Two, as I said yesterday, as much as I'd like for us (radicals) to be able to take credit, these folks were not brought out by our limited resources and efforts at outreach, but instead by Bush himself. The Iraq invasion and occupation is simply incredibly unpopular with Canadians, who are also concerned about the erosion of the public sector, privatization, militarism more generally, and 'border' issues, and that's why so many came out. That means there is definitely intense interest in these issues, but no articulate and highly visible proponents for them (thanks again, Jack).
Three, I actually saw some clips from the US media on these demonstrations, and got the chance to read the Ottawa Citizen's editorial pages. The hypocrisy is astounding (the usual admonishments about thinking about our jobs before thinking about Iraqi deaths), the lack of a sense of proportion is predictable (the Citizen denounced protesters as hypocrites because they rushed police lines as part of a peace protest. I think the Citizen would have had a case had the protesters carpet bombed Ottawa, sniped at ambulances, used AC-130 gunships, occupied and bombed hospitals, in order to protest the war), but really, the question that comes to mind - listening for example to Tucker Carlson 'interview' Carolyn Parrish is: "Americans: Why do they hate us?"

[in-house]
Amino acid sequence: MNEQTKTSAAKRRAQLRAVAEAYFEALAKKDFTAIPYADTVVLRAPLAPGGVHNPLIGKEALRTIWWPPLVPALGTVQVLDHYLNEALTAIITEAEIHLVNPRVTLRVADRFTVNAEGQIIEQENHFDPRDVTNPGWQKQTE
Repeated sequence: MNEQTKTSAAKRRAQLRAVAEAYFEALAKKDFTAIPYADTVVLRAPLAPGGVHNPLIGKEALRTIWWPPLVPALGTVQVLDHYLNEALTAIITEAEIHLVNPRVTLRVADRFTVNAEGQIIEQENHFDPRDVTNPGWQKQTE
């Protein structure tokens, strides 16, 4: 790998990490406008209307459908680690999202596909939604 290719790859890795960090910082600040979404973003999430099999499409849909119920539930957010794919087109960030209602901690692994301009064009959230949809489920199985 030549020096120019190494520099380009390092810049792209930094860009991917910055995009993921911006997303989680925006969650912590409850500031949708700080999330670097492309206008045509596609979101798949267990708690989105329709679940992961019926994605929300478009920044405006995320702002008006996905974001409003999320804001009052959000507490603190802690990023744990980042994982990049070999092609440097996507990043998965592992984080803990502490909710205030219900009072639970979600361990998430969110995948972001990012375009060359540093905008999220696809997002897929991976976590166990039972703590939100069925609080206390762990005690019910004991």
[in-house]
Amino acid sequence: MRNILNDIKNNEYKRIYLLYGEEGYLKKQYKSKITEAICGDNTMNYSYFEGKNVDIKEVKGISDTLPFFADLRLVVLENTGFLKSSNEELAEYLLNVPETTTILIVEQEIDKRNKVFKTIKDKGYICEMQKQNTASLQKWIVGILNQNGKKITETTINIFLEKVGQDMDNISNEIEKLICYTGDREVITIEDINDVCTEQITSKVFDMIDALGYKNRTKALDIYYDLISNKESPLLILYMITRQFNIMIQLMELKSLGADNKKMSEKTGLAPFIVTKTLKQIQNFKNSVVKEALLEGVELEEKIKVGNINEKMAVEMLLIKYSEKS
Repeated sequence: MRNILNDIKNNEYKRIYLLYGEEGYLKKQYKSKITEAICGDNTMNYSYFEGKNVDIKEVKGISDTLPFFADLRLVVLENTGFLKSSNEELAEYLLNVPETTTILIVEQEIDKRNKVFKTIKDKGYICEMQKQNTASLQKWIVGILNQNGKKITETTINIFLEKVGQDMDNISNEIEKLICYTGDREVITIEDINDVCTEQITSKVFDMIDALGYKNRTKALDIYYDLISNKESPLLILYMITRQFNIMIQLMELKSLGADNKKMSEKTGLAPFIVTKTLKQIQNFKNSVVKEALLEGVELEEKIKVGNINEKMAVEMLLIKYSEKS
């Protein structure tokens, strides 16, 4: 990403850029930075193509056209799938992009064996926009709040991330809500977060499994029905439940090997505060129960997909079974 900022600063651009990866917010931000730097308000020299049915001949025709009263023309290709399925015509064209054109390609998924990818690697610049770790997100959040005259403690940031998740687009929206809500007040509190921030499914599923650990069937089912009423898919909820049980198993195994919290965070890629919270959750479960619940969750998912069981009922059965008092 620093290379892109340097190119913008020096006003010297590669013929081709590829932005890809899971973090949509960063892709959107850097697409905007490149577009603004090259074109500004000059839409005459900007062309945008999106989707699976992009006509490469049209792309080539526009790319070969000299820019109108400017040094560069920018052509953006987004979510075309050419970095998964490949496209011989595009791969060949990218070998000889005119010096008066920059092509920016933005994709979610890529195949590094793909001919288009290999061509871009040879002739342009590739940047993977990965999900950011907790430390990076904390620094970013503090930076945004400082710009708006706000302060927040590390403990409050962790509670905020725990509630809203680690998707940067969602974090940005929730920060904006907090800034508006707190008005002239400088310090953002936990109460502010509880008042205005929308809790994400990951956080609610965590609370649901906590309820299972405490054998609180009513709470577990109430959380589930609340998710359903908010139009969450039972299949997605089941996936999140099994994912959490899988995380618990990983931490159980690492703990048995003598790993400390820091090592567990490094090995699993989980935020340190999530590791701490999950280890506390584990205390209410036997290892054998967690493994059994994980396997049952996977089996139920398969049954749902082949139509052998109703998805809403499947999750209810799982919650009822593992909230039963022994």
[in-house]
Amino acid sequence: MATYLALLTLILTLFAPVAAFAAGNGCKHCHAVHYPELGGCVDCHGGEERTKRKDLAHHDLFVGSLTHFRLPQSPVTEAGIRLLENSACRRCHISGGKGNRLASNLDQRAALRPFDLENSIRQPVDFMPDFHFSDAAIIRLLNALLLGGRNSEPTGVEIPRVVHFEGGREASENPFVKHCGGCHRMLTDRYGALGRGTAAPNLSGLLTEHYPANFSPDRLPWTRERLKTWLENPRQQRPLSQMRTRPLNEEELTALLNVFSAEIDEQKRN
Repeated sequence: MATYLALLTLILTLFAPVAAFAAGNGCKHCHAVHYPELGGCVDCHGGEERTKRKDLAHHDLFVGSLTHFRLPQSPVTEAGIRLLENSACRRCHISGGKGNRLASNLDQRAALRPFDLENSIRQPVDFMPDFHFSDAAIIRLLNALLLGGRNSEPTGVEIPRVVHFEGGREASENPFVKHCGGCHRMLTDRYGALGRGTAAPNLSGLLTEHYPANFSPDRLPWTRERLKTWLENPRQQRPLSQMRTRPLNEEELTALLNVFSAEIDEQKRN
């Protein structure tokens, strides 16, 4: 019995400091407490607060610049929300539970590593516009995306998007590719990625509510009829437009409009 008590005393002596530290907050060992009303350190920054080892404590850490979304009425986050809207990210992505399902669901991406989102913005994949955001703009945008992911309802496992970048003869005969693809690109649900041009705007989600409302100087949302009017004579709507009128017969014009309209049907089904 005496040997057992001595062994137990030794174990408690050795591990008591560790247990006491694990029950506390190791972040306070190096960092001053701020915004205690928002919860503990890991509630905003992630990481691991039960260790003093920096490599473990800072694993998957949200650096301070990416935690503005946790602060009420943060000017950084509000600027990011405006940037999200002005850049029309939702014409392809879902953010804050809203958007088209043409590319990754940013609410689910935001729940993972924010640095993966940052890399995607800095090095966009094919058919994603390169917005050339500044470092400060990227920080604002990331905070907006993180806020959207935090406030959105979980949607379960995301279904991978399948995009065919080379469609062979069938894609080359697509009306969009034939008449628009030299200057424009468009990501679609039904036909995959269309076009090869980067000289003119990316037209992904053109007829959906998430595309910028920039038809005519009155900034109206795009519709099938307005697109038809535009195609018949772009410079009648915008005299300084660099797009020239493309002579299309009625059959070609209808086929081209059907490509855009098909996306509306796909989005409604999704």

And four. Bush seems to have accomplished pretty much everything he wanted from this visit. If Martin was looking for some hope for getting Canada's meat and wood through the United States's 'free-market' protectionism (ignoring repeated WTO rulings, rejecting sensible ideas for testing the beef before selling it) he didn't get it (and why should the US stop bleeding these industries so that US corporations can take the assets at very low prices once the bleeding has proceeded to an appropriate level, as they are already doing? Canada could remedy this easily, it seems to me, by playing by the rules industrialized countries frequently apply to themselves - protecting the national market - rather than applying to itself rules that rich countries normally impose on poor ones - protected markets for the rich (the US) and open markets for the 'poor' (Canada in this case) - but it just seems that the Canadian elite feels it has more to gain by abandoning a national economy altogether). Bush said he felt like invading Iraq so he did, and he wants Canada's support on missile defense. Martin toasted and saluted Bush, who spent 30 minutes with the Conservative Alliance's Stephen Harper. He then went to Halifax and gave a 'seminal' 30 minute speech outlining his foreign policy for the future.
Meanwhile, Canada's ambassador to the United Nations, Allan Rock, was telling the General Assembly that they are too anti-Israel, and that rather than offering cowardly abstentions to UN resolutions against Israel's dispossession and occupation of Palestine, Canada would vote against these resolutions, against minimal notions of Palestinian human rights. This seems to me a signal from the Liberals to Bush that Canada is willing to play the role assigned to it in the US imperial design: to provide a sleazy political cover for the actions of the US and its allies.
The US got what it wanted. And while Canadians did remind the government that these policies aren't popular, it seems that the Canadian government is going to need a lot more reminders of who it is supposed to answer to.